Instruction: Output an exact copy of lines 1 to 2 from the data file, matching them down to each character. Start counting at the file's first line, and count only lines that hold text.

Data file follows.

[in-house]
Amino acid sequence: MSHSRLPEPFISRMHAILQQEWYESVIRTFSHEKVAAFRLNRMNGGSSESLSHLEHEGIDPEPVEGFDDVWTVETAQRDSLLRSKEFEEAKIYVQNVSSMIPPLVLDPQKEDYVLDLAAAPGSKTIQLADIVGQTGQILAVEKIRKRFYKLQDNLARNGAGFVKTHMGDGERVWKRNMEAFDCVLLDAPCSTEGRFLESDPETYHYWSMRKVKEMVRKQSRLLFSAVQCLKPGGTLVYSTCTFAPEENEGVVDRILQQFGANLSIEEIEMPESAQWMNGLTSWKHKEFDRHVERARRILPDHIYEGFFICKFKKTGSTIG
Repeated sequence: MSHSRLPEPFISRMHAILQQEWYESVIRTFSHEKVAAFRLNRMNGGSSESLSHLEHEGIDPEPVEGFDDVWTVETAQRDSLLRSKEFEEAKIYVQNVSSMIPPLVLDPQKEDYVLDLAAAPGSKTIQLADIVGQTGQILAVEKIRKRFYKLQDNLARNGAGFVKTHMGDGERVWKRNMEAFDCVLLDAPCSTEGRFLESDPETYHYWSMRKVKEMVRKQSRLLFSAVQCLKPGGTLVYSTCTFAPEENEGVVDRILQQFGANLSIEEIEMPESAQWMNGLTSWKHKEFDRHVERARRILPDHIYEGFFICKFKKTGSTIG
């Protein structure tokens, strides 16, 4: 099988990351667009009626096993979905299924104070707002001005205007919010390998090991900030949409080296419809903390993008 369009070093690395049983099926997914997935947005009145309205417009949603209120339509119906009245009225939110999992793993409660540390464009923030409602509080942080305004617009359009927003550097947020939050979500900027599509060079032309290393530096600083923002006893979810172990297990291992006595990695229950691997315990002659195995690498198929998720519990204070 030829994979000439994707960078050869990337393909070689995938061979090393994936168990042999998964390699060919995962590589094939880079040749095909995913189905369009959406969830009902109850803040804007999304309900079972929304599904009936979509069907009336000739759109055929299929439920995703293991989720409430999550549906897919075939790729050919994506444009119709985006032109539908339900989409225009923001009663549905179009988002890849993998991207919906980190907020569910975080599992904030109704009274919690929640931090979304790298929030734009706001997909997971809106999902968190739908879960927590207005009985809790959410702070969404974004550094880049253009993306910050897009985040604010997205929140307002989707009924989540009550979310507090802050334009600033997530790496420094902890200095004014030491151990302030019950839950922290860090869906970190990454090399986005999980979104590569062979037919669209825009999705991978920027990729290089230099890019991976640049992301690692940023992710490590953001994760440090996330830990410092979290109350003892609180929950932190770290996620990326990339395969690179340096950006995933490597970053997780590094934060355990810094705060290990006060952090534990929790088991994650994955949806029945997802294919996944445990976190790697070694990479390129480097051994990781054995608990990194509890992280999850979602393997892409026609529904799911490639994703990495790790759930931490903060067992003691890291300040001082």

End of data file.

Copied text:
[in-house]
Amino acid sequence: MSHSRLPEPFISRMHAILQQEWYESVIRTFSHEKVAAFRLNRMNGGSSESLSHLEHEGIDPEPVEGFDDVWTVETAQRDSLLRSKEFEEAKIYVQNVSSMIPPLVLDPQKEDYVLDLAAAPGSKTIQLADIVGQTGQILAVEKIRKRFYKLQDNLARNGAGFVKTHMGDGERVWKRNMEAFDCVLLDAPCSTEGRFLESDPETYHYWSMRKVKEMVRKQSRLLFSAVQCLKPGGTLVYSTCTFAPEENEGVVDRILQQFGANLSIEEIEMPESAQWMNGLTSWKHKEFDRHVERARRILPDHIYEGFFICKFKKTGSTIG